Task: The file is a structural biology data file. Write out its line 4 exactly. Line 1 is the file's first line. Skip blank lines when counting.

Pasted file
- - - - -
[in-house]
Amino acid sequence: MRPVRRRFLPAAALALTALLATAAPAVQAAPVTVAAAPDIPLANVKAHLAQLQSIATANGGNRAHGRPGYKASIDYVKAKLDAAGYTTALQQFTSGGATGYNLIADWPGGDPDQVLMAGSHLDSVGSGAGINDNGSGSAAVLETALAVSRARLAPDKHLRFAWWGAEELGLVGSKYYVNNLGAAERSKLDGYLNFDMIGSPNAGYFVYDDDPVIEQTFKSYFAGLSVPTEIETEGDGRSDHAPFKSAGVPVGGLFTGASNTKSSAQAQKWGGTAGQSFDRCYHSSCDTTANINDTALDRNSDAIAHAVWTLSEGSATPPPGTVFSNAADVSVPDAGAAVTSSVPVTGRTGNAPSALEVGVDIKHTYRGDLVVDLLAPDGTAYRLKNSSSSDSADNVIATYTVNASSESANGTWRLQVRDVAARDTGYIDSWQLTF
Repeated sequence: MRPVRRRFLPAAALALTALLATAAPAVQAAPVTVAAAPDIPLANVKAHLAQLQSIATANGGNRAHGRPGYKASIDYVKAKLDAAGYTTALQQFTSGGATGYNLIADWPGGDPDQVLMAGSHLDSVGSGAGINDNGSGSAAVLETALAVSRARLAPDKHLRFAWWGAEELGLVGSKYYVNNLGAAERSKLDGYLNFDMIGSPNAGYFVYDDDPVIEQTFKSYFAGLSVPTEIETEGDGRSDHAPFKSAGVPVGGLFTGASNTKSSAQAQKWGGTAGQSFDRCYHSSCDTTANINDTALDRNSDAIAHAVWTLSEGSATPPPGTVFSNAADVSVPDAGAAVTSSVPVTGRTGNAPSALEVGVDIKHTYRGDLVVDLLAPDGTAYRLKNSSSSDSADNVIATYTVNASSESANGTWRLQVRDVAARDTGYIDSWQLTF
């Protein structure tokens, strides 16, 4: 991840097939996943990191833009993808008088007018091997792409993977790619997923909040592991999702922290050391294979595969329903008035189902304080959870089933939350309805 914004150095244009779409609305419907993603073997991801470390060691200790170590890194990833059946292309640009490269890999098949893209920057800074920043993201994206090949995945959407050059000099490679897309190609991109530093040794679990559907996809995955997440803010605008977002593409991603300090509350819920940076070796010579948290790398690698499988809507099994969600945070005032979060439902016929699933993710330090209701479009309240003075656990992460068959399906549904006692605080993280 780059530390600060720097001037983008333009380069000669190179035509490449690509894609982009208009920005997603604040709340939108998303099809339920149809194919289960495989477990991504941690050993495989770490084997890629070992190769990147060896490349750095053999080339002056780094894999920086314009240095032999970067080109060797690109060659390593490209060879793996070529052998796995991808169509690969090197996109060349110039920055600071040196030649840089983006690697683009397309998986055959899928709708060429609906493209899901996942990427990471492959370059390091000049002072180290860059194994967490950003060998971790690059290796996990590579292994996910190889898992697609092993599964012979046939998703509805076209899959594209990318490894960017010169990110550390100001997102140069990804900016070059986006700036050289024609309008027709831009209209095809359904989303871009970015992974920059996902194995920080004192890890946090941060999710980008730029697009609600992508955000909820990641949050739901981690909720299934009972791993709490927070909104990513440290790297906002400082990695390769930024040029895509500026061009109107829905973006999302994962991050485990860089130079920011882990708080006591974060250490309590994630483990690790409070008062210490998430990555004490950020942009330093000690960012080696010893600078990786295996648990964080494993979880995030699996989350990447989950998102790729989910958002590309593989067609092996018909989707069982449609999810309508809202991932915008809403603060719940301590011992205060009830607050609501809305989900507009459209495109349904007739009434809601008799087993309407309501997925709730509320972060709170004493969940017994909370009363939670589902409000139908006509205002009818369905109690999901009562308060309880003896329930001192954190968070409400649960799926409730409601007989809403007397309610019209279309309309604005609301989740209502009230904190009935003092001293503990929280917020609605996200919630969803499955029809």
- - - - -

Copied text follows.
């Protein structure tokens, strides 16, 4: 991840097939996943990191833009993808008088007018091997792409993977790619997923909040592991999702922290050391294979595969329903008035189902304080959870089933939350309805 914004150095244009779409609305419907993603073997991801470390060691200790170590890194990833059946292309640009490269890999098949893209920057800074920043993201994206090949995945959407050059000099490679897309190609991109530093040794679990559907996809995955997440803010605008977002593409991603300090509350819920940076070796010579948290790398690698499988809507099994969600945070005032979060439902016929699933993710330090209701479009309240003075656990992460068959399906549904006692605080993280 780059530390600060720097001037983008333009380069000669190179035509490449690509894609982009208009920005997603604040709340939108998303099809339920149809194919289960495989477990991504941690050993495989770490084997890629070992190769990147060896490349750095053999080339002056780094894999920086314009240095032999970067080109060797690109060659390593490209060879793996070529052998796995991808169509690969090197996109060349110039920055600071040196030649840089983006690697683009397309998986055959899928709708060429609906493209899901996942990427990471492959370059390091000049002072180290860059194994967490950003060998971790690059290796996990590579292994996910190889898992697609092993599964012979046939998703509805076209899959594209990318490894960017010169990110550390100001997102140069990804900016070059986006700036050289024609309008027709831009209209095809359904989303871009970015992974920059996902194995920080004192890890946090941060999710980008730029697009609600992508955000909820990641949050739901981690909720299934009972791993709490927070909104990513440290790297906002400082990695390769930024040029895509500026061009109107829905973006999302994962991050485990860089130079920011882990708080006591974060250490309590994630483990690790409070008062210490998430990555004490950020942009330093000690960012080696010893600078990786295996648990964080494993979880995030699996989350990447989950998102790729989910958002590309593989067609092996018909989707069982449609999810309508809202991932915008809403603060719940301590011992205060009830607050609501809305989900507009459209495109349904007739009434809601008799087993309407309501997925709730509320972060709170004493969940017994909370009363939670589902409000139908006509205002009818369905109690999901009562308060309880003896329930001192954190968070409400649960799926409730409601007989809403007397309610019209279309309309604005609301989740209502009230904190009935003092001293503990929280917020609605996200919630969803499955029809």